health National Pet Dental
By Dr. Amber Pepper, DVM Town Center Animal Hospital - www.towncentervet.com
Does your pet have bad breath? Trouble eating or drinking? Brown staining on their teeth? Red gums? It may be time to take them to your veterinarian for a dental exam. Dental disease is one of the most common diseases in our pets and can start as early as two years of age.
n people, tooth decay is the most common form of problems in the oral cavity but in our pets it goes much deeper than that. Inflammation and infection of the tissue surrounding the tooth is the culprit known as periodontal disease that affects our furry friends. Tartar and calculus cause plaque to build up causing inflammation at the gum line and gives bacteria a good environment to grow which can lead to infection. Eventually, if untreated, the infection can spread to the tooth socket and cause the tooth to loosen and most often pain. Its important to practice good oral hygiene before tartar builds up in your pet and there are a number of at home products your veterinarian can recommend. However, once tartar builds up the only way to get rid of it is with a dental cleaning. The goal of the dental cleaning is to remove the tartar from the tooth as well as below the gum line. In some cases, x-rays of the teeth may need to be taken to assess the root of the tooth and how bad it is affected. X-rays are also a good way of assessing fractured teeth that may need to be removed. Your veterinarian may recommend extracting teeth that are loose, infected, broken or if there is too much root exposure causing pain. Most pets feel much better after a dental prophylaxis and can return to eating their normal diet even when several teeth have been removed. 12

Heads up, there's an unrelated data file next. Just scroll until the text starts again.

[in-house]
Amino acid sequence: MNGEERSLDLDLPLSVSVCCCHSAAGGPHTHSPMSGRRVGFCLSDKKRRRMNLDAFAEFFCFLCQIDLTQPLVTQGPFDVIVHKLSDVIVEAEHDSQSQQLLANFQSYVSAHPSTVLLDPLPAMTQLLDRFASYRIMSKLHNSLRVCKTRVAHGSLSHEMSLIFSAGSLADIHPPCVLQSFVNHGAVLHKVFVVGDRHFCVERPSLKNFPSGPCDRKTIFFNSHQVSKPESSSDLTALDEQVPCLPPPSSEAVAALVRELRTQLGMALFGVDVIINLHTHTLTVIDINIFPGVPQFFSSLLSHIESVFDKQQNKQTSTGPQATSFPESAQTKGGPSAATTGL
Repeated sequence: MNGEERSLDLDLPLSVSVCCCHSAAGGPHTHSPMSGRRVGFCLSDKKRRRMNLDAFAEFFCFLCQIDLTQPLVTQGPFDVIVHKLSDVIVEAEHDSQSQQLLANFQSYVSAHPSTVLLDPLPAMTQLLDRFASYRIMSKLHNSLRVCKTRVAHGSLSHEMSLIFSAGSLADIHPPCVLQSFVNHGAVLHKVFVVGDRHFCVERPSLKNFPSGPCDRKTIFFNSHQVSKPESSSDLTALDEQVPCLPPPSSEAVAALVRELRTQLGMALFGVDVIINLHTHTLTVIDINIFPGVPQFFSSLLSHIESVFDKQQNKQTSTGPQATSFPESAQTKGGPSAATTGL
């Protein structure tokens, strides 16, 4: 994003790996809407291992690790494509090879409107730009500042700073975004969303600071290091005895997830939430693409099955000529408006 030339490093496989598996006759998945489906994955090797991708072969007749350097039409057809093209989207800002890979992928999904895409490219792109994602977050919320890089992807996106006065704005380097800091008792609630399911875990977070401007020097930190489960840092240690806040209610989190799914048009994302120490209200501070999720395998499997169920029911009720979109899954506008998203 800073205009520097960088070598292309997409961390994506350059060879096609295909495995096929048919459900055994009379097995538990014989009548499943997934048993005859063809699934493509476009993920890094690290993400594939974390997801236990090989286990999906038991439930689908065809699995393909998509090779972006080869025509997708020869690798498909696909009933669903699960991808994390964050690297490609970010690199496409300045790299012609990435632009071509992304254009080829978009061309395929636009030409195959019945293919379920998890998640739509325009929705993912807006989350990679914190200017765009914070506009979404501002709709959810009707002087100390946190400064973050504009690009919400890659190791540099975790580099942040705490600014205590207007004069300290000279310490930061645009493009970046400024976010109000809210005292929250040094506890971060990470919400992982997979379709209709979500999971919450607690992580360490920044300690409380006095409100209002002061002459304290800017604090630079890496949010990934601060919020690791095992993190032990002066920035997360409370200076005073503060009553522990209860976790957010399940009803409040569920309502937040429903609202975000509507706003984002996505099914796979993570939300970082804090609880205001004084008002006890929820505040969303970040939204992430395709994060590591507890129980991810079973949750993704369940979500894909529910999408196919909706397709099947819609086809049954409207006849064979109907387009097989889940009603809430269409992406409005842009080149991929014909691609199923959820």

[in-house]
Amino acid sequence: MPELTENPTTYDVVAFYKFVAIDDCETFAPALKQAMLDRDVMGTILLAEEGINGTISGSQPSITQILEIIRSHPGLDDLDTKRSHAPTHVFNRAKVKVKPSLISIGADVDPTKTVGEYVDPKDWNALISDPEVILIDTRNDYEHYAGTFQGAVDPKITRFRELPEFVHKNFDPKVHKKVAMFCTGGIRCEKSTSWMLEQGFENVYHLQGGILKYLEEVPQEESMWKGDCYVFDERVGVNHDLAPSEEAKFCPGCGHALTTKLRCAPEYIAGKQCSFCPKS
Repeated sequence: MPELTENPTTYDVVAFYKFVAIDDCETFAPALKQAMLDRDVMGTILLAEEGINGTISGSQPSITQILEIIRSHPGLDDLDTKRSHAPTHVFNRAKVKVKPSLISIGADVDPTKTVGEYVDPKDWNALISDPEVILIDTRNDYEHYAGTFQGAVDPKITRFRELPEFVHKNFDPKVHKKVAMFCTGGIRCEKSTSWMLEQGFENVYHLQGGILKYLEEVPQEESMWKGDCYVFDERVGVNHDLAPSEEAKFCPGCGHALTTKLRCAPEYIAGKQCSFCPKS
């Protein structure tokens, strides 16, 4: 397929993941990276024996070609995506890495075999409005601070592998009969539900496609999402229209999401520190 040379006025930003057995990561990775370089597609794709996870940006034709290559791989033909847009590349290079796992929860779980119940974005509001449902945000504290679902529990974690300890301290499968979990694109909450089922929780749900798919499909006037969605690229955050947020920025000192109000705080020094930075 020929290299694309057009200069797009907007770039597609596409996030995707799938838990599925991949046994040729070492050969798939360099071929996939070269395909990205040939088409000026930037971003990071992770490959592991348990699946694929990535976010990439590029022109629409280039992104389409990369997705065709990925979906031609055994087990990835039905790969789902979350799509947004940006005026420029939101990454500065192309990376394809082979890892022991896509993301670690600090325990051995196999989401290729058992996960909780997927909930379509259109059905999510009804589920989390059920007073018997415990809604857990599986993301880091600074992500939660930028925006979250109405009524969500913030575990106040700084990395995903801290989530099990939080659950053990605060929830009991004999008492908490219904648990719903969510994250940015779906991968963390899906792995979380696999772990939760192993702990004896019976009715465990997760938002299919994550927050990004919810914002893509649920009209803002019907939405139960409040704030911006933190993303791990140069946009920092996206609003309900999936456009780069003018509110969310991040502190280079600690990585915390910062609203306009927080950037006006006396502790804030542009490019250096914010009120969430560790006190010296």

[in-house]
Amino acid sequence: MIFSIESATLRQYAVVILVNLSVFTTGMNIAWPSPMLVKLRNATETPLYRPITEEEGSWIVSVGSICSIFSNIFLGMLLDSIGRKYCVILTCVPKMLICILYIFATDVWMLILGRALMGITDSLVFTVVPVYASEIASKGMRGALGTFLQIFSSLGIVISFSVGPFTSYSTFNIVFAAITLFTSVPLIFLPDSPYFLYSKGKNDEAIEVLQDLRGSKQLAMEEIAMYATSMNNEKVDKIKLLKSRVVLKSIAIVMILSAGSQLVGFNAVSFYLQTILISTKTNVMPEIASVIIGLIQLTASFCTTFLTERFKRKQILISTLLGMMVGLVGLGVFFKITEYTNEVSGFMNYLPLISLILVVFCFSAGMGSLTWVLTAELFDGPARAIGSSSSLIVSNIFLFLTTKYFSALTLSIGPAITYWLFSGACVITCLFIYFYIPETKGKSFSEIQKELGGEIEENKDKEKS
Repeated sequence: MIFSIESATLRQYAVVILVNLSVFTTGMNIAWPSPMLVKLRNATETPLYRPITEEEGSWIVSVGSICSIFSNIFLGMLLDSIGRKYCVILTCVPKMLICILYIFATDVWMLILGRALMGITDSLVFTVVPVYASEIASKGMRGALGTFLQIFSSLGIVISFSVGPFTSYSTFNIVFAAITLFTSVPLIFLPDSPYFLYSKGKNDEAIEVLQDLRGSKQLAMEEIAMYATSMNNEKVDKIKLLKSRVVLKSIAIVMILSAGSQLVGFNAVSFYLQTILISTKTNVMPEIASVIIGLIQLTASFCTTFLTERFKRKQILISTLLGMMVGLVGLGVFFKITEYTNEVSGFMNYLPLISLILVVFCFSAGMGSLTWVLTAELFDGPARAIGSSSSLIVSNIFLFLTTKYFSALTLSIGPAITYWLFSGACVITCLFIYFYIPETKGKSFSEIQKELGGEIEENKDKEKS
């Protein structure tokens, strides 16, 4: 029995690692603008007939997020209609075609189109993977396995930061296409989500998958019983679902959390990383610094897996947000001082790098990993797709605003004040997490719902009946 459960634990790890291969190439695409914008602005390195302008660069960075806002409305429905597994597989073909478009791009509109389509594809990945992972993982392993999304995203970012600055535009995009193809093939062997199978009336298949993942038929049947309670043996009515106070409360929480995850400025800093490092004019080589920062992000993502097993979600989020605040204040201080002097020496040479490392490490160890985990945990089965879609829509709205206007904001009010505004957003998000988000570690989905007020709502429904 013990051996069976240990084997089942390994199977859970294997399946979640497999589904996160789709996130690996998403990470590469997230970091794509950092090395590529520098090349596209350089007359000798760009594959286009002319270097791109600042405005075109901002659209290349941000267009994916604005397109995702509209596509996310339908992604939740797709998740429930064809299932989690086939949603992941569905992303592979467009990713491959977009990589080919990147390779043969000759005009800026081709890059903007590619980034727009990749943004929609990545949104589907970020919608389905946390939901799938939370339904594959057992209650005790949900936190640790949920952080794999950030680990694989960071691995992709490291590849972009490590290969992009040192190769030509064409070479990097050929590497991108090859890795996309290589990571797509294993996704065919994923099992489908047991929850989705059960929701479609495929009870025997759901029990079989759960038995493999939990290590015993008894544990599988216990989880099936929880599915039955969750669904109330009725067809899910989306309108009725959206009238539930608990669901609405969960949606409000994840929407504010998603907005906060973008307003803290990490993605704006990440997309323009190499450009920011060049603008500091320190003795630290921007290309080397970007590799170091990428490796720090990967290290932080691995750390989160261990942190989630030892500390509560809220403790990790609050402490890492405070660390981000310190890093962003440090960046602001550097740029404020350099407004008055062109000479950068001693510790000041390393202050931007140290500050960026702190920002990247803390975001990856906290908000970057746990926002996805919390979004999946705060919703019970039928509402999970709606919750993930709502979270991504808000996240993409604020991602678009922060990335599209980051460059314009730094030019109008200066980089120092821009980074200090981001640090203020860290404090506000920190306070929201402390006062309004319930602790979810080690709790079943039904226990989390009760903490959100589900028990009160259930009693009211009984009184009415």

Las Vegas Pet Scene Magazine • January/February 2018
It is important to have regular dental exams to assess your pet’s oral health. Dental prophylaxis requires general anesthesia, because unlike us, our pets won’t sit still or spit when we ask them to and your veterinarian needs a good way to keep them still and protect their airways. The sooner you address your pet’s dental disease the better. Chronic inflammation and infection can lead to other systemic illnesses especially if the infection gets into the blood stream. Before considering anesthesia it is a good idea to make sure your pet is systemically healthy with regular physical exams and blood work to make sure the kidneys, liver and other organs are functioning properly. The best at home way to prevent tartar build up is daily brushing and starting early at a young age. Unfortunately that is not always easy and your veterinarian is here to help. If you see that your pet has evidence of tartar, gingivitis, bad breath or trouble eating you should take them to your veterinarian for an examination and the best course of treatment. It’s never too early to be concerned about your pet’s oral health and with national dental month around the corner it’s a good idea to schedule a dental exam with your veterinarian.